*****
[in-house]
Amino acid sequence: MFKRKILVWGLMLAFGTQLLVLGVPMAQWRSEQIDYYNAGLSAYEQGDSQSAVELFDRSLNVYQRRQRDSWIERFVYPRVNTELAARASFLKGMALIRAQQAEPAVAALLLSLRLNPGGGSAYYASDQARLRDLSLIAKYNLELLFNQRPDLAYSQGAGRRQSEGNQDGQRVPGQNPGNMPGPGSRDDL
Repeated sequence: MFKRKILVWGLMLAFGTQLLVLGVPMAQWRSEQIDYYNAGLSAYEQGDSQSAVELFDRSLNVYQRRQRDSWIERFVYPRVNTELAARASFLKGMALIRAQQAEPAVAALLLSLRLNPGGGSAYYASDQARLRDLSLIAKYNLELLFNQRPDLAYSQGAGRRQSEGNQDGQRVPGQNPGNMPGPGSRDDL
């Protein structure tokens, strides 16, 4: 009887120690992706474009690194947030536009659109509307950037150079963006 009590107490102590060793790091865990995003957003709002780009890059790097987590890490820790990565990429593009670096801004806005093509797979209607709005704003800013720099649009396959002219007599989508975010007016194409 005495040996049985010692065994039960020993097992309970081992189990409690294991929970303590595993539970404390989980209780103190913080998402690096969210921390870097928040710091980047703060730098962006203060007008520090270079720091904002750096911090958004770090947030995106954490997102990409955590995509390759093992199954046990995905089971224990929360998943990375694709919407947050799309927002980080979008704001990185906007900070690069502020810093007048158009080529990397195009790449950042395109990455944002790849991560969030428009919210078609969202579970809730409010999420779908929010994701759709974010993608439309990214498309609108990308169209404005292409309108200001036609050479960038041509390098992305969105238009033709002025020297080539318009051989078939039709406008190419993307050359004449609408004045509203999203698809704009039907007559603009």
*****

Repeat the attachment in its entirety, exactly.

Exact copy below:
[in-house]
Amino acid sequence: MFKRKILVWGLMLAFGTQLLVLGVPMAQWRSEQIDYYNAGLSAYEQGDSQSAVELFDRSLNVYQRRQRDSWIERFVYPRVNTELAARASFLKGMALIRAQQAEPAVAALLLSLRLNPGGGSAYYASDQARLRDLSLIAKYNLELLFNQRPDLAYSQGAGRRQSEGNQDGQRVPGQNPGNMPGPGSRDDL
Repeated sequence: MFKRKILVWGLMLAFGTQLLVLGVPMAQWRSEQIDYYNAGLSAYEQGDSQSAVELFDRSLNVYQRRQRDSWIERFVYPRVNTELAARASFLKGMALIRAQQAEPAVAALLLSLRLNPGGGSAYYASDQARLRDLSLIAKYNLELLFNQRPDLAYSQGAGRRQSEGNQDGQRVPGQNPGNMPGPGSRDDL
């Protein structure tokens, strides 16, 4: 009887120690992706474009690194947030536009659109509307950037150079963006 009590107490102590060793790091865990995003957003709002780009890059790097987590890490820790990565990429593009670096801004806005093509797979209607709005704003800013720099649009396959002219007599989508975010007016194409 005495040996049985010692065994039960020993097992309970081992189990409690294991929970303590595993539970404390989980209780103190913080998402690096969210921390870097928040710091980047703060730098962006203060007008520090270079720091904002750096911090958004770090947030995106954490997102990409955590995509390759093992199954046990995905089971224990929360998943990375694709919407947050799309927002980080979008704001990185906007900070690069502020810093007048158009080529990397195009790449950042395109990455944002790849991560969030428009919210078609969202579970809730409010999420779908929010994701759709974010993608439309990214498309609108990308169209404005292409309108200001036609050479960038041509390098992305969105238009033709002025020297080539318009051989078939039709406008190419993307050359004449609408004045509203999203698809704009039907007559603009």